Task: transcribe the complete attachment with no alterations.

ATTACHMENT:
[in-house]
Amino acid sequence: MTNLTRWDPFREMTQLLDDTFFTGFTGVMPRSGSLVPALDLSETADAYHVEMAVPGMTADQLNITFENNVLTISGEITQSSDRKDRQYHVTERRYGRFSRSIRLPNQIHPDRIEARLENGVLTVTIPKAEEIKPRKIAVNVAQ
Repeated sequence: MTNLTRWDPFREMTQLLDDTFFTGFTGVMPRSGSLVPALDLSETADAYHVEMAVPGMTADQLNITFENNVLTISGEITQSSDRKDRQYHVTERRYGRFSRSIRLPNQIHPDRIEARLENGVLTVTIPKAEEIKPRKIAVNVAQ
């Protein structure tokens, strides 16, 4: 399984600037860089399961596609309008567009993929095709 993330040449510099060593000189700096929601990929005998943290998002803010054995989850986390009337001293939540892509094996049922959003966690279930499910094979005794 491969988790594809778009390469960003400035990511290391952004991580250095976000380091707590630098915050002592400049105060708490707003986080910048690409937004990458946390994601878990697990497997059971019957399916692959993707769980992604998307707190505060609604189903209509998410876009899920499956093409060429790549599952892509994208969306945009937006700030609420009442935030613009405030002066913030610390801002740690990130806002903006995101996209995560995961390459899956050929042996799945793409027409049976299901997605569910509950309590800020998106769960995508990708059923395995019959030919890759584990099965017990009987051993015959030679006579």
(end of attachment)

[in-house]
Amino acid sequence: MTNLTRWDPFREMTQLLDDTFFTGFTGVMPRSGSLVPALDLSETADAYHVEMAVPGMTADQLNITFENNVLTISGEITQSSDRKDRQYHVTERRYGRFSRSIRLPNQIHPDRIEARLENGVLTVTIPKAEEIKPRKIAVNVAQ
Repeated sequence: MTNLTRWDPFREMTQLLDDTFFTGFTGVMPRSGSLVPALDLSETADAYHVEMAVPGMTADQLNITFENNVLTISGEITQSSDRKDRQYHVTERRYGRFSRSIRLPNQIHPDRIEARLENGVLTVTIPKAEEIKPRKIAVNVAQ
């Protein structure tokens, strides 16, 4: 399984600037860089399961596609309008567009993929095709 993330040449510099060593000189700096929601990929005998943290998002803010054995989850986390009337001293939540892509094996049922959003966690279930499910094979005794 491969988790594809778009390469960003400035990511290391952004991580250095976000380091707590630098915050002592400049105060708490707003986080910048690409937004990458946390994601878990697990497997059971019957399916692959993707769980992604998307707190505060609604189903209509998410876009899920499956093409060429790549599952892509994208969306945009937006700030609420009442935030613009405030002066913030610390801002740690990130806002903006995101996209995560995961390459899956050929042996799945793409027409049976299901997605569910509950309590800020998106769960995508990708059923395995019959030919890759584990099965017990009987051993015959030679006579």